Back in January, I said the Nasdaq (and by extension, all markets) would trade sideways for a good long while, as we wait to see what ugly thing pops out of the economy next. Until the Nasdaq makes a higher high, it's moving sideways. Actually, I wouldn't rule out a new higher high. on the weekly is still moving up, with no sign of flattening. This bounce, while impressive, to me is a sign of . I won't trade in a market like this.
In the spate of market boredom, I started reading actual financial news, and came across many interesting things. I saw a statistic that between 10-20% of trading on any given day is due to stock buybacks. I also read that before 1983, buybacks were illegal, and considered a form of market manipulation. Looking at that massive, endless bounce since January, I started to wonder how much of it was due to stock buybacks. I mean, it's odd to see a formation that just goes up like that.
I also read that Pensions in the US are drastically underfunded, and also that they tend to hold about 50% equities at the moment. Pensions expect a return of 7-8% annually, and the magic of pension fund managers has made it happen. So, what happens when the market goes down? If the pensions are underfunded now, any kind of market correction will only make it worse. Is there some point, like where the fund reaches 30% of necessary funds, where they just give up? The unfunded liability right now is something like 5 Trillion dollars. (With a T.) And that's after a ten-year bull market. Nobody talks about this, I suspect, because it is an unsolvable problem. I think it's easier to just treat pensions like magical unicorns that have no flaws. It'll all be fine.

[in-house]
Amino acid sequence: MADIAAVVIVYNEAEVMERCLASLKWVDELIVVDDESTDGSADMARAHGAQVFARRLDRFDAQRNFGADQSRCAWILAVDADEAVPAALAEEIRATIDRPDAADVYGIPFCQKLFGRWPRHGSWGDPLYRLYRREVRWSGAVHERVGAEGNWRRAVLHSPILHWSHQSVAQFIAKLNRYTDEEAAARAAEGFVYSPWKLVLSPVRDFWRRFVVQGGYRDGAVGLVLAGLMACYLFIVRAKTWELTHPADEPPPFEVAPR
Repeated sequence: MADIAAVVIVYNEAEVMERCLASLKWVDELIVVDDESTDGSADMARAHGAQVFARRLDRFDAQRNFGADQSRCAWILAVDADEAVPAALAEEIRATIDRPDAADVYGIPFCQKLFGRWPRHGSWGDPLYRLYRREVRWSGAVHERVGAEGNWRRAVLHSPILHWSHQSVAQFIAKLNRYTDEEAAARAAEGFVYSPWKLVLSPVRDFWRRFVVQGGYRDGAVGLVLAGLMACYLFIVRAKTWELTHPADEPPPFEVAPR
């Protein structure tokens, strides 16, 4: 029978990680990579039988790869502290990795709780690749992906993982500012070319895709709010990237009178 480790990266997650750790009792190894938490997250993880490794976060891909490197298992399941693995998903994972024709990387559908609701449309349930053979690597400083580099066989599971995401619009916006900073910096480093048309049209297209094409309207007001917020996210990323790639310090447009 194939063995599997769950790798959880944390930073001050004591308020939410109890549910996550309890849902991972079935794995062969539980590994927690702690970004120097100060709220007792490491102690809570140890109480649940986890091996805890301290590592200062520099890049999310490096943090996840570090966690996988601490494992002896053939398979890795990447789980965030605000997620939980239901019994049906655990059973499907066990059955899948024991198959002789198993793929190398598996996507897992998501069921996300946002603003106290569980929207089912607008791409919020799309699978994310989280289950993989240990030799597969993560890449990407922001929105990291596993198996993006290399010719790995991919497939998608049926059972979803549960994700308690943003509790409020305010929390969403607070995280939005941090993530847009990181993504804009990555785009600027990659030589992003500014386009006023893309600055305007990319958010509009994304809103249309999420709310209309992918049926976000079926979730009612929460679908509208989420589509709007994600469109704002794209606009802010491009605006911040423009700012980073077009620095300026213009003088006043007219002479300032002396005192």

But holy smokes, if anything goes wrong? When I get bored, I try to figure out which parts of the economy are built on paper mache. Corporate bonds, obviously. So many of them are hovering just above junk bond status. The housing market? How much of that sweet, sweet money ended up in real estate? Is real estate the piggy bank of last resort? I suspect a lot of smaller companies that don't provide any real service will fail, and nobody will know. The real question is how the big companies will do. If profits have passed their peak, and the global economic slowdown is upon us, who will still be able to see a profit? I don't mean now, in the zombie-market, where it's still moving forward on essentially nothing. But two years from now, which companies will go bankrupt, that we never thought we'd see? Right now I just keep an eye out for news that big companies have unexpectedly low profits. Like Kraft-Heinz, or Samsung. It's like corporate Bingo, I'm just filling out my recession Bingo card, and my dobber just marked Samsung. How much of our economy is built on nothing but shadows?
The outlook is so dire that I am actually trying to enjoy the last gasp of the bull market before that horrible rattling clank we heard in December comes back as an even bigger clank, followed by a lot of smoke billowing out under the hood. Until then, enjoy the fact that we're still moving forward.